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Originally posted 3 years ago, but I think it’s still relevant now.

I’m at a conference, listening to a technophile gush about the latest available tools that schools need to quit blocking.

“What’s relevant to kids these days?”

“Facebook,” the audience cries out in unison.

“See, you know it. I know it. What’s relevant for the students? Let the kids use Facebook. Get them on Twitter. Find the tools that they use in life.”

I have serious concerns with Facebook, ranging from privacy to data mining. I also worry using personal spaces that kids have outside of school inside of school. It becomes the creepy tree house.

However, I’m much more concerned with the obsession with relevance, innovation and novelty.

*     *     *

The Astrodome was the most relevant stadium of its time. With the largest JumboTron, the trendiest color choice and a very modern, symmetrical design, it embodied the Space Age. It was the anti-Fenway. It was the ball park of the future. It was relevant.

It wasn’t developed with the purpose of baseball in mind, though. A simple foul ball nearly blinded the players, so they had to paint the ceiling tiles, which killed the grass, which led to Astro Turf. Astro Turf was relevant. It made sense. Except it looked ugly and it meant a diving catch could end a career. The stadium, once relevant, became a joke.

So, I think of lesson design. I’m not interested in relevant. I’m not looking for the trendiest tools. I’m not out to find the latest research from a collage artist like Marzano. I’m not peppering my lessons with the latest pop culture references to prove just how insanely hip I am (not that hip if I use hip, unless I’m a hipster using hip ironically).

Remember Carmen San Diego? Remember Lazer Discs? Remember WebQuests? Remember how all of those relevant technologies were going to transform learning? Remember the Information Superhighway and the fact that “kids don’t learn the same way?”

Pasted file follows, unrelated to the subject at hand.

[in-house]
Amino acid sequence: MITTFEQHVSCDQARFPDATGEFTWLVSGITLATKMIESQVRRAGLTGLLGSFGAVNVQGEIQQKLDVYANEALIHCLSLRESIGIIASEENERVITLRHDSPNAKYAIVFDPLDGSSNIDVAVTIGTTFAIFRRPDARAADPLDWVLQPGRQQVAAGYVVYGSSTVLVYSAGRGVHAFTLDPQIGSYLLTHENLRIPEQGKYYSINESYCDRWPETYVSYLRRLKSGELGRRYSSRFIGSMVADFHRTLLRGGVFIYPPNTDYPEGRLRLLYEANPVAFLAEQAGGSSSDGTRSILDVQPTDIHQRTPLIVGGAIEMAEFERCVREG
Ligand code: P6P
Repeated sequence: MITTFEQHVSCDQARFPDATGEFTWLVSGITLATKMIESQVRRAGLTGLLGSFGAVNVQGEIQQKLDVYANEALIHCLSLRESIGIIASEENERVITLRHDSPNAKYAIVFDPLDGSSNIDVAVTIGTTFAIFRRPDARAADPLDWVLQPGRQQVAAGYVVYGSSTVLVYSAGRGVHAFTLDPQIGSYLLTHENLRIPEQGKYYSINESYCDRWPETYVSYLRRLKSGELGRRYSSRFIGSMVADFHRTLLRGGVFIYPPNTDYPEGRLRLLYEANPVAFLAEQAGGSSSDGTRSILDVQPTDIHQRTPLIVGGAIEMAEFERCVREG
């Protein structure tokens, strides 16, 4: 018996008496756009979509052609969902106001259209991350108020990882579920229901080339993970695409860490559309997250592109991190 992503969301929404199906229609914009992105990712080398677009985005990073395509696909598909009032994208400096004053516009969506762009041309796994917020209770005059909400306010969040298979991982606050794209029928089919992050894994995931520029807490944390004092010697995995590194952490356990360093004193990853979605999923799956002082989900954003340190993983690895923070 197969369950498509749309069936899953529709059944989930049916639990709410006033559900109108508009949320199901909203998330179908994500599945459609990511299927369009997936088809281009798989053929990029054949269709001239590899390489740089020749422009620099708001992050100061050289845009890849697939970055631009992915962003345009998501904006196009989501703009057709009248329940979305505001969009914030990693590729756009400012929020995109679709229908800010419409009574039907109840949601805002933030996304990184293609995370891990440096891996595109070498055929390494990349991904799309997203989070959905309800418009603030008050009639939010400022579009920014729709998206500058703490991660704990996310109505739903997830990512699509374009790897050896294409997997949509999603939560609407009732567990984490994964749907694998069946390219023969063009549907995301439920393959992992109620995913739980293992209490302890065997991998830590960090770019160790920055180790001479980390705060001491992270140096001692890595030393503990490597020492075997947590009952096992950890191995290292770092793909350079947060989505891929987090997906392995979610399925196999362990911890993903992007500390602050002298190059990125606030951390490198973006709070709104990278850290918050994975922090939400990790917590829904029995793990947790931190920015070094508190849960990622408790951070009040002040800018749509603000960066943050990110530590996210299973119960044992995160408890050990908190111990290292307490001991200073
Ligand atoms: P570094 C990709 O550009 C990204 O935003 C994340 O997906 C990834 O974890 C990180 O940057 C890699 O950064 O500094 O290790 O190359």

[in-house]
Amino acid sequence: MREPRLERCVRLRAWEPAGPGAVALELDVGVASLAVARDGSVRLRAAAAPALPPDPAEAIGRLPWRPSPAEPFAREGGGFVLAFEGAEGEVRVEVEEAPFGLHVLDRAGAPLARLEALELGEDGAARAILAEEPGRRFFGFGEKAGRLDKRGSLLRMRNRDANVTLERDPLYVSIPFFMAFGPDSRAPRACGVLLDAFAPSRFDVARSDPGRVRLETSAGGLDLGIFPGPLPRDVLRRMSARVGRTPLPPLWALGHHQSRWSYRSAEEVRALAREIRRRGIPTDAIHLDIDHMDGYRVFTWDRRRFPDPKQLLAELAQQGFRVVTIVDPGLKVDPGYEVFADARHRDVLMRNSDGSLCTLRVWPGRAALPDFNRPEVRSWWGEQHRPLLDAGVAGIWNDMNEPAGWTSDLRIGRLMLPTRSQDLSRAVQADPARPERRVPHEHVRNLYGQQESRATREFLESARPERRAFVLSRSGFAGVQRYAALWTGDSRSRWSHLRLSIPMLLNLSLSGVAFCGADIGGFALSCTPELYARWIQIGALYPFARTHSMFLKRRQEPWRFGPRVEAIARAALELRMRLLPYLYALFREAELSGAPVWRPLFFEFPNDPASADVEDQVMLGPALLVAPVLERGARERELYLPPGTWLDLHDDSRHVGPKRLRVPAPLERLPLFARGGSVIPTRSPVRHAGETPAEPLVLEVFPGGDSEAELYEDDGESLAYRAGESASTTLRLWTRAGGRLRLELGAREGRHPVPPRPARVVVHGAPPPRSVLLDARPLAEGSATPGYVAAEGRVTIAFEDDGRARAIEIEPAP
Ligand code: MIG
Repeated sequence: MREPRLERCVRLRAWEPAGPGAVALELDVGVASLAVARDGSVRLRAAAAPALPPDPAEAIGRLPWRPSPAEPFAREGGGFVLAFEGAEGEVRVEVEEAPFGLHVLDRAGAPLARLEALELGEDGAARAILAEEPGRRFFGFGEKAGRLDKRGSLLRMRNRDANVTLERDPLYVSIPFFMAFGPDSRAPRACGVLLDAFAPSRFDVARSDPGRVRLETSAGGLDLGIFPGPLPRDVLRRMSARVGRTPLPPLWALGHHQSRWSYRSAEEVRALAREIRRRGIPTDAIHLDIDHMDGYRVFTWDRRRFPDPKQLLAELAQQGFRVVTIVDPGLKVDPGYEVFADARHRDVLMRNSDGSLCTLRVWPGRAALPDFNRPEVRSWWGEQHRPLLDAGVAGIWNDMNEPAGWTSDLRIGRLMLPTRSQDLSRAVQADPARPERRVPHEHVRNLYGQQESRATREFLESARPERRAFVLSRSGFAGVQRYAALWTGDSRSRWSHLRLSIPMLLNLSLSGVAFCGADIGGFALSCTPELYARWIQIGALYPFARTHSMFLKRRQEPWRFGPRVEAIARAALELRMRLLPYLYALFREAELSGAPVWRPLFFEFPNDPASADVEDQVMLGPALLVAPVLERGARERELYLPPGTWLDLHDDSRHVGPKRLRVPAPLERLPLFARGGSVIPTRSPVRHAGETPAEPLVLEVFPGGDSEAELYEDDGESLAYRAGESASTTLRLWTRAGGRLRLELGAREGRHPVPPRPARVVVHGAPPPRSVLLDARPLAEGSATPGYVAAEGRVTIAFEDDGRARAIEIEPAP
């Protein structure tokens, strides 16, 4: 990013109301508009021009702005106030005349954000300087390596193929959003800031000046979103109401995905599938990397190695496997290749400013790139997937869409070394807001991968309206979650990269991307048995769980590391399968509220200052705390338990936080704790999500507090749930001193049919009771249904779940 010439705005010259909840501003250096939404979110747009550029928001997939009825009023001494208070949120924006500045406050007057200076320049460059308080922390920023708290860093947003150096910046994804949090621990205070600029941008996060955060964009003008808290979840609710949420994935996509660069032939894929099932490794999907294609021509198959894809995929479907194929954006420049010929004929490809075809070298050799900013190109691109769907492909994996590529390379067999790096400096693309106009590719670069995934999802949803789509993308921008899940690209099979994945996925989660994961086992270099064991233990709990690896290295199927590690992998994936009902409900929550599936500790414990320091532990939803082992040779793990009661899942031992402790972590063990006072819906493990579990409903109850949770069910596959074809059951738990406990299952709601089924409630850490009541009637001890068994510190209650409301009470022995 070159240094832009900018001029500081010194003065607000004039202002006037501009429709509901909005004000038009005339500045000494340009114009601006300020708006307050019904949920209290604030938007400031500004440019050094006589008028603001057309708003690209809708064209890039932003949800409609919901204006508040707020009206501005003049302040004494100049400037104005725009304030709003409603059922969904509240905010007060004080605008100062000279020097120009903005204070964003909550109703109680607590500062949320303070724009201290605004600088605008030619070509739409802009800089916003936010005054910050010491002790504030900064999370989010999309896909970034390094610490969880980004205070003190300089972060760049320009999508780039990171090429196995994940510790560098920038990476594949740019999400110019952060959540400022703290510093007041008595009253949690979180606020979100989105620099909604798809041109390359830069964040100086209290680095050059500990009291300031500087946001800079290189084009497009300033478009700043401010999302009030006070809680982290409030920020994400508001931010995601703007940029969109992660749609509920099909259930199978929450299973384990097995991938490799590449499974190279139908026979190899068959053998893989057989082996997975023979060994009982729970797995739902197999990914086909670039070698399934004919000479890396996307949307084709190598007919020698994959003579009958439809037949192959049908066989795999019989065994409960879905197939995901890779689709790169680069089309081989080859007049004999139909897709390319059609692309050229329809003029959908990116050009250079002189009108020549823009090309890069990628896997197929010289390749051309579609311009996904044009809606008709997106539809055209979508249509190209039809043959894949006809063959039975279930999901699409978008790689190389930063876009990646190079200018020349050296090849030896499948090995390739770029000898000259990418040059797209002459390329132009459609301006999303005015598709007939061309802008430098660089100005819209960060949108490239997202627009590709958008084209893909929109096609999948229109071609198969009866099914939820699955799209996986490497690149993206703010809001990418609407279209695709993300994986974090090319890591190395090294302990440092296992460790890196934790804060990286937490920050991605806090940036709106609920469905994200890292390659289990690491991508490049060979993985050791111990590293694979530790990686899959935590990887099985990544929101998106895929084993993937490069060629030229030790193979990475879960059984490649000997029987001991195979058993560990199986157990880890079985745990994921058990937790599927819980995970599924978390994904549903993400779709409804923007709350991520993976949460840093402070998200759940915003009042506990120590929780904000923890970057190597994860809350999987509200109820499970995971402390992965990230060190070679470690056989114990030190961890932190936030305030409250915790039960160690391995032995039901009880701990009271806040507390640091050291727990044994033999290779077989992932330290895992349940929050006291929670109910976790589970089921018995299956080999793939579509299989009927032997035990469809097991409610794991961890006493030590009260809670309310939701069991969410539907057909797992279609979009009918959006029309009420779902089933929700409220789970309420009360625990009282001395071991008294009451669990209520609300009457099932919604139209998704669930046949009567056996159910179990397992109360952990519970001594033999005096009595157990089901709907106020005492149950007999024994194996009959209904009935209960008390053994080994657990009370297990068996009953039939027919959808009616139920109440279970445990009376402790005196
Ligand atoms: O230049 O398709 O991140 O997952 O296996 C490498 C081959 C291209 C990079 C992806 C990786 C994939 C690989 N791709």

*    *    *

Fenway gets it right. The stadium was designed to fit the community, which explains the quirky field dimensions and why it continues to be one of the most creative designs in baseball. It was designed to fit the game of baseball, which is why it’s so classic.

I want to teach more like Fenway and less like the Astrodome. Or better yet, I want my teaching to be a hybrid ballpark like San Francisco, where there are still new innovations in structure and design (no one’s staring at a pole like they do in Fenway), but a clear embrace of the context, the community and the classic ideas. I want to start with meaning and purpose rather than relevance. And the crazy part? When I start with purpose, students often find it relevant to their lives.

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John Spencer

My goal is simple. I want to make something each day. Sometimes I make things. Sometimes I make a difference. On a good day, I get to do both.More about me


  • Succint and brilliant. The other day in a discussion on learning, the (getting stale) phrase "21st century student" was used. Someone remarked the expression was fast becoming a meaningless cliche. The suggestion was made: "Let's use 'student for the ages.'" I think that's what you are talking about here.

  • I get what you are saying here but I am not sure that I totally agree. I get your concerns about Facebook with data mining, but do you think kids and sometimes their parents understand that as well. I am not of the mindset that we need to get kids to open these types of accounts. My concern is that many of them have them already and are doing things that may be inappropriate or not fully understand what some of their actions will lead to in the future. It is not about "relevant" but more about "real". We should share our world with them, but we have to connect in their world as well.

    It drives me crazy when we build things that "look" like Facebook or Twitter because at the end of the day, kids don't care when they go home. Yeah it might be cool while there are in school, but outside of that part of the day, what do they do. That is where "relevant" really means nothing.

    I love the Prensky quote that says, "We need to teach kids to respect the past but to live in the future." It is not an either/or question. There is room for both.

    Great post.

    P.S. Fenway is on my bucket list. Astrodome isn't.

  • I'm not opposed to Twitter in school, but I am against Facebook. I'm not against using tools that students use. Authenticity is the goal. My students use Blogger, Google Docs, Twitter, etc. I don't think something has to fit within the category of education software to be meaningful.

    My main point is that when we push toward relevance over meaning, we get suckered into what's trendy. If it connects to the world, if it respects both the local and global context and if it is meaningful to students, it will be relevant.

  • As a frequent vistor to Fenway, I have to say I love your take on it. The next time I pay $50 for parking, I'll be sure to remind myself the ballpark was designed to fit (and fund) the community. 🙂